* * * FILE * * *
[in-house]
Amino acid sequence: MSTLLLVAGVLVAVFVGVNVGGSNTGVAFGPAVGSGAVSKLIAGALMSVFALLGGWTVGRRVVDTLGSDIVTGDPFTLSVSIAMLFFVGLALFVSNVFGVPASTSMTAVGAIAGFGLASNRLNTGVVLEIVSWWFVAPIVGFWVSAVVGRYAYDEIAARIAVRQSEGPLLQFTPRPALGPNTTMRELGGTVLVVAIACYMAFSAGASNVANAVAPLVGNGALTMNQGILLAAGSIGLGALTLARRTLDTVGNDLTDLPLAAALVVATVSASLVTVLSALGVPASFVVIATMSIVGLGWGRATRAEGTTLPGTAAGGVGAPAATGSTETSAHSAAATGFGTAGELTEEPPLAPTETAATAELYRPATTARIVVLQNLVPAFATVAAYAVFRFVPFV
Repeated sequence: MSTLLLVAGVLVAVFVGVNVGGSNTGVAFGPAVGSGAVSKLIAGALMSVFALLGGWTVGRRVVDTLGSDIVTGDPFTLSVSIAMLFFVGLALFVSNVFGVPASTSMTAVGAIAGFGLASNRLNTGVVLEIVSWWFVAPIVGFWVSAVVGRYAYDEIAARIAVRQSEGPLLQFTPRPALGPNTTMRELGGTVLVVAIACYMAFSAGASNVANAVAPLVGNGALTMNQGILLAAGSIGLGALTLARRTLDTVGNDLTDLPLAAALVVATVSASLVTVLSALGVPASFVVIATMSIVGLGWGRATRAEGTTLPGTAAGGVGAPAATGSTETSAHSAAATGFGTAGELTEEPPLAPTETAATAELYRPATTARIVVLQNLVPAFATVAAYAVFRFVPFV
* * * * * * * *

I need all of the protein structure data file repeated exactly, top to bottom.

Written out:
[in-house]
Amino acid sequence: MSTLLLVAGVLVAVFVGVNVGGSNTGVAFGPAVGSGAVSKLIAGALMSVFALLGGWTVGRRVVDTLGSDIVTGDPFTLSVSIAMLFFVGLALFVSNVFGVPASTSMTAVGAIAGFGLASNRLNTGVVLEIVSWWFVAPIVGFWVSAVVGRYAYDEIAARIAVRQSEGPLLQFTPRPALGPNTTMRELGGTVLVVAIACYMAFSAGASNVANAVAPLVGNGALTMNQGILLAAGSIGLGALTLARRTLDTVGNDLTDLPLAAALVVATVSASLVTVLSALGVPASFVVIATMSIVGLGWGRATRAEGTTLPGTAAGGVGAPAATGSTETSAHSAAATGFGTAGELTEEPPLAPTETAATAELYRPATTARIVVLQNLVPAFATVAAYAVFRFVPFV
Repeated sequence: MSTLLLVAGVLVAVFVGVNVGGSNTGVAFGPAVGSGAVSKLIAGALMSVFALLGGWTVGRRVVDTLGSDIVTGDPFTLSVSIAMLFFVGLALFVSNVFGVPASTSMTAVGAIAGFGLASNRLNTGVVLEIVSWWFVAPIVGFWVSAVVGRYAYDEIAARIAVRQSEGPLLQFTPRPALGPNTTMRELGGTVLVVAIACYMAFSAGASNVANAVAPLVGNGALTMNQGILLAAGSIGLGALTLARRTLDTVGNDLTDLPLAAALVVATVSASLVTVLSALGVPASFVVIATMSIVGLGWGRATRAEGTTLPGTAAGGVGAPAATGSTETSAHSAAATGFGTAGELTEEPPLAPTETAATAELYRPATTARIVVLQNLVPAFATVAAYAVFRFVPFV